What the Yankee loss was we will never know.  Their dead on the field were never buried.  hundreds of their Skuls are whitening now in the sun unless they have buried them.  They now have possession of the field.  That great victory was a barren one to us after all.  The Enemy now hold all the country north of Ring gold.3    The battle of Chicamuaga will have to be fought over again. The battle of the 23d I was not in it occurred on our extreme right the Enemy attempted to take the end of Missionary Ridge from us, but were repulsed with sever loss. 4  on the 24 they took the point of Lookout Mountain, 5 our extreme left, from us before we knew it.  I was lying in the trenches about a mile off + could see the whole fight.  They commenced about 10 o’clock A.M. + fought without intermission till 12 that night.  on the 25 they again attempted to turn our left + were again badly whiped.  They then late in the evening massed their troops and attacked the Center of our line + broke through it like a storm.  I never saw such a complete panic.  night was all that saved us.  we lost more canon than we took at Chicamuaga.  I cant think why the Yanks did not pursue us.  I was sitting down behind a big tree just in the rear of my Regt, when all at once the balls began to pass by me at right angles from the direction I was looking for them.  I got up + looked about + saw the Yanks in a hundred yards of me They had passed our breastworks + had us completely flanked + were firing on our rear.  You ought to have seen me get away from that position.  I “changed my base” in the shortest possible time.  Bragg, Hardee,6 Cheatham,7 + I dont know how many other of our Genls were there + by desperate exertions rallied the men in sufficient numbers to make a stand till dark, when the retreat commenced in some sort of order.  we came on as fast as we could conveniently to this place where the army is now lying reconciling, gathering up the straglers, going into winter Quarters, some say + some say we will fortify + await the enemy near this place.   If there is a fight soon the Yanks will have to make it, for we have not got force enough to go after them.  Grant may follow us up here as soon as he recovers from his losses.  He is said to have lost very heavily in the three last fights.  He is a go ahead sort a fellow + the Yanks have more Confidence in him than any of the rest of their Genls.  I am low spirited about the war.  I see nothing ahead of us but fight on fight ever.  Our enemies have greatly the advantages of us in men + means + seem more united and determined on our destruction than ever.  I have given up all hope of foreign interference + trust now to our own endurance + the blessing of GoD for an honorable peace.  I cant see the beginning of the end.  Well I am glad to see that you are doing so well.  If I should be killed you are likely to get along very well without me.  You “wonder if I have not forgotten you?”  If you knew how often in the day + night the dear little home squad fills my thoughts you would not ask that question.  I sent an application to the Surgeon General for a transfer to the Trans-Mississippi Dept some two months ago but have not heard from it.  I sent another on this morning to Senator Maxwell + asked him to get it through for me, as soon as it comes I will start 8  It is almost an impossibility now to resign or I would have been home long ago.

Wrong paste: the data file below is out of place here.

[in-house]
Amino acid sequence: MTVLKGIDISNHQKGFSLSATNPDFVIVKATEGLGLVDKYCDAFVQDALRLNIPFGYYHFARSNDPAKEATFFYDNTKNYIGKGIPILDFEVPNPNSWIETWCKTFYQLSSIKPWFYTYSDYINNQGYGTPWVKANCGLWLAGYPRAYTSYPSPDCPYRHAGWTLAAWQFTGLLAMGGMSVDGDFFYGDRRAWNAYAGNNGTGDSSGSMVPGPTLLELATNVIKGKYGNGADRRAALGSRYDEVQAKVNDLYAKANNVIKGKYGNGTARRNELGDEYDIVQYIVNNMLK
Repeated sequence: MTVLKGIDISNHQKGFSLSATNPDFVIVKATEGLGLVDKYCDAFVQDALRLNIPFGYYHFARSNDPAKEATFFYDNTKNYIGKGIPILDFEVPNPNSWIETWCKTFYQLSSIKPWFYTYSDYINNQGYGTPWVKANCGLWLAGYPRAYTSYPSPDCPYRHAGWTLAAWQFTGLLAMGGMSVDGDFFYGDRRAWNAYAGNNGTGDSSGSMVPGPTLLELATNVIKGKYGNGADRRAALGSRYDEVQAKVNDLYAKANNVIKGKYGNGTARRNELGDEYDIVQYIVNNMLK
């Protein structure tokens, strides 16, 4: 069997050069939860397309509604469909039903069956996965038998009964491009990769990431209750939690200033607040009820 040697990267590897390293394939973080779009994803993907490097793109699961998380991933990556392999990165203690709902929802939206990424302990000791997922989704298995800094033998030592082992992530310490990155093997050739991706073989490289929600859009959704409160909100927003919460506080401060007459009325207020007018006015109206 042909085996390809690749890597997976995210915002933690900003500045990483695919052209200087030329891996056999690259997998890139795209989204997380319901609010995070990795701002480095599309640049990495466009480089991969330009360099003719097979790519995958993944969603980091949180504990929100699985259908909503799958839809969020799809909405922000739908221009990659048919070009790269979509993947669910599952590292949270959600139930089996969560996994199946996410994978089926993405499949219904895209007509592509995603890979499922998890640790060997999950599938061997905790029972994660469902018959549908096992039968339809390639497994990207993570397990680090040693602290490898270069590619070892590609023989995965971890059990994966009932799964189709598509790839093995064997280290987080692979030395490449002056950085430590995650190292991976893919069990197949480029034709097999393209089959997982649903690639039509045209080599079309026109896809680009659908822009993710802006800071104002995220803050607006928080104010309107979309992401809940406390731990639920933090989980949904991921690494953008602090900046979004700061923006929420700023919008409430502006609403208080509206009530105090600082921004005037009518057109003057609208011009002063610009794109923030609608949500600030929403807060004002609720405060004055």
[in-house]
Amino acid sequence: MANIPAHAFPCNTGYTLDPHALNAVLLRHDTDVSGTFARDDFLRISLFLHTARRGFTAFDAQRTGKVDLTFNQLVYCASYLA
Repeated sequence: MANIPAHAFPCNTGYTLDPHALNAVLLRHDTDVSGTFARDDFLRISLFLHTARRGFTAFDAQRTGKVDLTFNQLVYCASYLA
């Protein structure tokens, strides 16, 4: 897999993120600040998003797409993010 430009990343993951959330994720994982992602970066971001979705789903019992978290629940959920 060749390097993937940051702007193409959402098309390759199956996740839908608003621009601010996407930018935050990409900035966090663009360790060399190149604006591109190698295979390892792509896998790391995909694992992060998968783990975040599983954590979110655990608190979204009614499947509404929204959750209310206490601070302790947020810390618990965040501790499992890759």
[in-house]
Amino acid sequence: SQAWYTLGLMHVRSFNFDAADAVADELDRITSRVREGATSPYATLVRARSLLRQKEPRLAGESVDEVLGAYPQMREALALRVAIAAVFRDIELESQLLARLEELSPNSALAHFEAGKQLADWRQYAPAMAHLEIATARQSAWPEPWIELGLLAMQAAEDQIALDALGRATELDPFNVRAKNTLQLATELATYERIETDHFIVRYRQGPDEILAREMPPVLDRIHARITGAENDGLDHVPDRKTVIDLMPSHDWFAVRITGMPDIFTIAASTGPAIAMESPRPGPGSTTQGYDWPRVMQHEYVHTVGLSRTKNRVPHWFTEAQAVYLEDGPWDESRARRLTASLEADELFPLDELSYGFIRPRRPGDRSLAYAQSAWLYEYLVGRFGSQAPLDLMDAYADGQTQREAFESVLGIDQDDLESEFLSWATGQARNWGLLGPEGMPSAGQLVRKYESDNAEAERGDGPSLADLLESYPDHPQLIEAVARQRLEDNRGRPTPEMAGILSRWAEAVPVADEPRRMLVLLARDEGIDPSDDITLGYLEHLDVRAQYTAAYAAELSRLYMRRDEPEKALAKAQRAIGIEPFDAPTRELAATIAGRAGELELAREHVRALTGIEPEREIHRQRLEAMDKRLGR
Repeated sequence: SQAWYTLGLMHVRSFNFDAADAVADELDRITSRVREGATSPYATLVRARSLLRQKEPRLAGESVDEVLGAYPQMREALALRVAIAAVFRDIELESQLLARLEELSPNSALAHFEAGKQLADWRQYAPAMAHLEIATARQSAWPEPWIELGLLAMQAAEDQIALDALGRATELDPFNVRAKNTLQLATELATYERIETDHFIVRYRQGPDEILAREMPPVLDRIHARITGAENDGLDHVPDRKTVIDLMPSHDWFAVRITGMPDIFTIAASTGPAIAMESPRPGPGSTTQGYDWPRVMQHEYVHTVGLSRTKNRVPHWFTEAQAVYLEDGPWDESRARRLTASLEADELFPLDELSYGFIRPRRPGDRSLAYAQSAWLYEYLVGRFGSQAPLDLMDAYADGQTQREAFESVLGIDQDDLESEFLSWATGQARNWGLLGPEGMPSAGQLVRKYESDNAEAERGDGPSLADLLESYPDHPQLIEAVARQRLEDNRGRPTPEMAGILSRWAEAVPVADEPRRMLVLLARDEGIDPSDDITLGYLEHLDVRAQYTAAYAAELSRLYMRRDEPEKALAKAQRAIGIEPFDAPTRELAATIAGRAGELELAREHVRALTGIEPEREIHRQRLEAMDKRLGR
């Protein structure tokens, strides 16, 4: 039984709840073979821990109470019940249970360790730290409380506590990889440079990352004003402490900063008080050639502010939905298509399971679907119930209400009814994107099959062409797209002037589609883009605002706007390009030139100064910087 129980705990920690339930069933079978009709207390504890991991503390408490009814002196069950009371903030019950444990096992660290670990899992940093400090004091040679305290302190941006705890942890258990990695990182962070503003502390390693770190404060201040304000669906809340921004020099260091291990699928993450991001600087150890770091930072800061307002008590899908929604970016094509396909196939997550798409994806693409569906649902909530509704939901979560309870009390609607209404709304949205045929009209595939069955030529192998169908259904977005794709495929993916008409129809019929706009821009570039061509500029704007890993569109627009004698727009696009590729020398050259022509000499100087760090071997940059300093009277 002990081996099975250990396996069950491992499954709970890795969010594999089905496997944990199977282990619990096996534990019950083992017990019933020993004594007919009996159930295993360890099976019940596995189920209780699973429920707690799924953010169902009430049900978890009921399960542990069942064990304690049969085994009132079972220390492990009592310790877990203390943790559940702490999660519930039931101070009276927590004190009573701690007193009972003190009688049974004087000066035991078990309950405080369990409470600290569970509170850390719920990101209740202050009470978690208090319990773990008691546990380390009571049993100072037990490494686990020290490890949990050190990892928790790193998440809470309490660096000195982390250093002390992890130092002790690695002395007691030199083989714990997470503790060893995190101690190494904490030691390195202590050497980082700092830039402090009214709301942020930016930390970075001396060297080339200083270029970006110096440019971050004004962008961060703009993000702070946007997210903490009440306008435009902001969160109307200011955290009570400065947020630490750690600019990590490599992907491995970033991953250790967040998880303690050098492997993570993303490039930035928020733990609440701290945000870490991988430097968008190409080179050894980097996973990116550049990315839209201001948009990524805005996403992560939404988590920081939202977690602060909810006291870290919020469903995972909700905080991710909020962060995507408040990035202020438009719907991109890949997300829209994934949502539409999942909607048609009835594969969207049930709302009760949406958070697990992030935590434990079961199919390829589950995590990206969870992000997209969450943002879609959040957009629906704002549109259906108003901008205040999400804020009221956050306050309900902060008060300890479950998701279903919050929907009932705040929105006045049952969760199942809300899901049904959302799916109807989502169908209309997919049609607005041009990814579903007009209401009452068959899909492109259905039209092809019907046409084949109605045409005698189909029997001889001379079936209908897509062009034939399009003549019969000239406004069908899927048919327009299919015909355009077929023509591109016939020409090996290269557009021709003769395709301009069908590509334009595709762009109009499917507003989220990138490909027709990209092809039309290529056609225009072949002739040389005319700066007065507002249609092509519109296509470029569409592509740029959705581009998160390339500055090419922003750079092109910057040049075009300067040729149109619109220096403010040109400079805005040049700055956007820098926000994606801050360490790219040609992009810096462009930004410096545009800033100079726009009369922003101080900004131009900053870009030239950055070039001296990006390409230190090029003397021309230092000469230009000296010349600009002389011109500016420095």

as to home matters I cant give you any advice.  I have been gone so long that I have lost the hang of things.  Do the best you can. I am doing my best to get to you without deserting.  Suppose the Yanks catch me on the way?